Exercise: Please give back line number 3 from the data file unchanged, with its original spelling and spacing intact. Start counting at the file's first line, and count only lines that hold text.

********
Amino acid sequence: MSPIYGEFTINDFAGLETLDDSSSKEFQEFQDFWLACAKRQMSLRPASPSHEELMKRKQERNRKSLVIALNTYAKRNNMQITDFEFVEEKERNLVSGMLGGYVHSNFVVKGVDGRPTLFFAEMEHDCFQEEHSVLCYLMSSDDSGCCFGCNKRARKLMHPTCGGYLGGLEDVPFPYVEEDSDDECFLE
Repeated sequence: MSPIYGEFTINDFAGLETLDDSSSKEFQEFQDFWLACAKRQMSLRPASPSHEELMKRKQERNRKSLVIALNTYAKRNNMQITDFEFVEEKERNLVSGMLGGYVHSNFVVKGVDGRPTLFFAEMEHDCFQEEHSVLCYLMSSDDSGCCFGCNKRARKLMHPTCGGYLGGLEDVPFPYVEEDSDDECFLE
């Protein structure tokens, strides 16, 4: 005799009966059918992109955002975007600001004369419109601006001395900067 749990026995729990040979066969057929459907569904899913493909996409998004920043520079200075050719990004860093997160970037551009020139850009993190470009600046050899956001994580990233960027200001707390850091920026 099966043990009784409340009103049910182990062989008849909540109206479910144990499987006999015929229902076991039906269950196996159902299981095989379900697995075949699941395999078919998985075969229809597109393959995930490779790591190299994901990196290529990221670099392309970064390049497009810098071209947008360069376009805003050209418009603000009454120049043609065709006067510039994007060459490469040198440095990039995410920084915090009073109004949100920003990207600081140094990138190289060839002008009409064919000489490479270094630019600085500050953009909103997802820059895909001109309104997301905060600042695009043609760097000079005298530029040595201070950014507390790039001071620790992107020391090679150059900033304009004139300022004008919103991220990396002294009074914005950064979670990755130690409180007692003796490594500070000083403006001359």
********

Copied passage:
């Protein structure tokens, strides 16, 4: 005799009966059918992109955002975007600001004369419109601006001395900067 749990026995729990040979066969057929459907569904899913493909996409998004920043520079200075050719990004860093997160970037551009020139850009993190470009600046050899956001994580990233960027200001707390850091920026 099966043990009784409340009103049910182990062989008849909540109206479910144990499987006999015929229902076991039906269950196996159902299981095989379900697995075949699941395999078919998985075969229809597109393959995930490779790591190299994901990196290529990221670099392309970064390049497009810098071209947008360069376009805003050209418009603000009454120049043609065709006067510039994007060459490469040198440095990039995410920084915090009073109004949100920003990207600081140094990138190289060839002008009409064919000489490479270094630019600085500050953009909103997802820059895909001109309104997301905060600042695009043609760097000079005298530029040595201070950014507390790039001071620790992107020391090679150059900033304009004139300022004008919103991220990396002294009074914005950064979670990755130690409180007692003796490594500070000083403006001359």